Now, to give some background to the events that follow requires admitting to some hijinks during the weekend. There was an alternative track from the campground back to the main campground. It crossed several creeks which is no doubt why the organisers chose the steeper, more mountainous route to the rally site.
During the weekend, on the aforementioned trips to Kenilworth for supplies, a couple of brothers and I used the alternative track out as our private racetrack. Interesting rides, following a Katana and a GPZ 1100 on a dirt road at some fairly high speeds. Much dodging of projectile rocks spat out from madly spinning rear tyres was necessary.
That bit of background will go some way to giving a reason for the condition of the track when the time came to exit the rally. The night before it wound up, a torrential downpour turned the steeper, more mountainous route used to access the rally site into a clay mud slippery surfaced hell ride that could only be attempted with the right bike and tyres. Meaning hardly anyone.
The next day it was clear the track we had been ripping up all weekend was the only viable route out of the rally site. Well, it did not take much more traffic to turn that into a muddy, slippery mess. One of my bros had helped himself to the spare room in one of the BM’s panniers to transport a nearly full flagon of rum. That put the bike way out of balance, anyway, that’s my excuse lol.
So, when it came time to leave, I made it maybe a hundred metres out when the combination of the slippery track, which was mounded with the high point in the centre, and the unbalanced load led to an inexorable slide down the slope into the gutter. I tried to ride it out of there, but the cylinder head of the BM dug into the side of the drainage ditch and that was it for me, stuck. I could barely stand up on the muddy surface, let alone drag a loaded 1000cc’s of bike with luggage out of the ditch.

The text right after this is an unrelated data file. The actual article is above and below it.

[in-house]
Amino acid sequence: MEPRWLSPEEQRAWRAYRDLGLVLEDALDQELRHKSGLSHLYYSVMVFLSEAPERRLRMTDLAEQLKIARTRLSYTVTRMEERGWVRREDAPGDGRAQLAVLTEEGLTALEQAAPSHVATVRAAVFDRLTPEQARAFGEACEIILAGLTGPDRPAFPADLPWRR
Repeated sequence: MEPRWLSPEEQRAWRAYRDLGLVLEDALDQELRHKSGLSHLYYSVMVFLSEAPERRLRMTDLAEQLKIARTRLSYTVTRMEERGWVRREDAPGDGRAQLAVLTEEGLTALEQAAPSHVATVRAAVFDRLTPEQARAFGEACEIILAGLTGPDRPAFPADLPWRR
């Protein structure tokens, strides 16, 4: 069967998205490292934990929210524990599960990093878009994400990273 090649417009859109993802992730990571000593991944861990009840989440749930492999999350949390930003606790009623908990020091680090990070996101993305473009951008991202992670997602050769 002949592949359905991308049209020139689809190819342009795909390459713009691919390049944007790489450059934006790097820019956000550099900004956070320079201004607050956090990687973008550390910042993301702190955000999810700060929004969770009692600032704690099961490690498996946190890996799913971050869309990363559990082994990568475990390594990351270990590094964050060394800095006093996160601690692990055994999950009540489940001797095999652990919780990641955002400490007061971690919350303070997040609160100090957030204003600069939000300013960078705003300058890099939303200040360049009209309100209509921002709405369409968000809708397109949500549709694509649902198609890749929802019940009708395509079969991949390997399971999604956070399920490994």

Enter a hero on a CX 500 no less! He stopped, gingerly made his way down the slope and together, we managed to skull drag the BM back to high ground. From that point, the trip became an exercise in butt-clenching slipping, sliding, praying and foot-paddling the bike along in a long queue of bikers doing similar things.
Up in front, a loaded GT750 Kwaka with a pillion did a rather neat pirouette on the downslope to a creek crossing causing much consternation as all those behind attempted to halt their weighty steeds without repeating the feat.
At one point I was catching a Harley that looked to be doing it easily, but slow. I was loath to use brakes on the slippery surface, so passing was the only option. It was a slow and tentative pass, and as I went by, we exchanged looks, and I said, “that looks like you are doing it easy mate.” (Being as the Harley seat height made it possible to use both feet as outriggers.) He gave me a wry smile and replied, “no way this is easy, bloody hell!”
Part of the problem here was because some louts had ripped the track up, and the subsequent rain had turned it into slosh, but not all of it. Some of it was good, but with all the bikes paddling along, it was nearly impossible to get enough momentum up to do anything but the same. Then another BM came past, feet up, and he looked to be doing it easy. By that time, I was overheating something fierce and thought, well, if he can…
You could be excused for thinking that the last line was a segue into a tale of woe, surprisingly, it was not. What followed was a thrilling, no holds barred adventure, passing dozens of bikes with the BM’s slipping and sliding but powering on until we reached the bitumen and profound relief.
I had heard from the naysayers that BMW meant Bloody Money Waster, but after that ride, Bloody Mud Wizard seemed more like it.
That event and the issues with the patch wearers, seemed to discourage the organisers from further Rainforest Rallies, and it seemed that was it for the Rainforest; however, in 1996, one final rally was held at Charlie Moreland’s overflow area, but that’s a story for another time.